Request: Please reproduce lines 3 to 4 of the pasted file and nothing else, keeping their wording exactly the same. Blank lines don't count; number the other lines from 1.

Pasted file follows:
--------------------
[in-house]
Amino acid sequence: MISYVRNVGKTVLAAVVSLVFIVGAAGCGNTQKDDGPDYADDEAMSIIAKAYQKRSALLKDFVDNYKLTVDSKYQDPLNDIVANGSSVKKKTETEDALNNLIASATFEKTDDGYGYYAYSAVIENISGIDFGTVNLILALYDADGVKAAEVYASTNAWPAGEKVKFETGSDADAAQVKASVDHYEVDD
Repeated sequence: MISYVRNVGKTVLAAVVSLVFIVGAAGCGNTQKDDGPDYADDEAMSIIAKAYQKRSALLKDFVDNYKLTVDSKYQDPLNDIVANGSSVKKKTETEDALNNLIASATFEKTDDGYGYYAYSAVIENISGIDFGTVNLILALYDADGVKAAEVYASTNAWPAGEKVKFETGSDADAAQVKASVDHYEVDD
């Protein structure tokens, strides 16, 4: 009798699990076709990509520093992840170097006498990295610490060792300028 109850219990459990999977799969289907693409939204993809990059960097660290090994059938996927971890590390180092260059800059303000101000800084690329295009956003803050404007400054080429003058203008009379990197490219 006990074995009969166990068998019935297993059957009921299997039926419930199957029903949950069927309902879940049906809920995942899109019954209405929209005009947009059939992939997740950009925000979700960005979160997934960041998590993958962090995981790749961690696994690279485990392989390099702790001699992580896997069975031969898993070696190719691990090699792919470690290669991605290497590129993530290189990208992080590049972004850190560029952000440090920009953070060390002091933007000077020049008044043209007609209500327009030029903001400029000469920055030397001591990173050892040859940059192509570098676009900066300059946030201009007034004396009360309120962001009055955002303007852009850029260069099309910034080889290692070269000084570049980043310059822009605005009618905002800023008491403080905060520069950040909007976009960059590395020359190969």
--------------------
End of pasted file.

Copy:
Repeated sequence: MISYVRNVGKTVLAAVVSLVFIVGAAGCGNTQKDDGPDYADDEAMSIIAKAYQKRSALLKDFVDNYKLTVDSKYQDPLNDIVANGSSVKKKTETEDALNNLIASATFEKTDDGYGYYAYSAVIENISGIDFGTVNLILALYDADGVKAAEVYASTNAWPAGEKVKFETGSDADAAQVKASVDHYEVDD
């Protein structure tokens, strides 16, 4: 009798699990076709990509520093992840170097006498990295610490060792300028 109850219990459990999977799969289907693409939204993809990059960097660290090994059938996927971890590390180092260059800059303000101000800084690329295009956003803050404007400054080429003058203008009379990197490219 006990074995009969166990068998019935297993059957009921299997039926419930199957029903949950069927309902879940049906809920995942899109019954209405929209005009947009059939992939997740950009925000979700960005979160997934960041998590993958962090995981790749961690696994690279485990392989390099702790001699992580896997069975031969898993070696190719691990090699792919470690290669991605290497590129993530290189990208992080590049972004850190560029952000440090920009953070060390002091933007000077020049008044043209007609209500327009030029903001400029000469920055030397001591990173050892040859940059192509570098676009900066300059946030201009007034004396009360309120962001009055955002303007852009850029260069099309910034080889290692070269000084570049980043310059822009605005009618905002800023008491403080905060520069950040909007976009960059590395020359190969």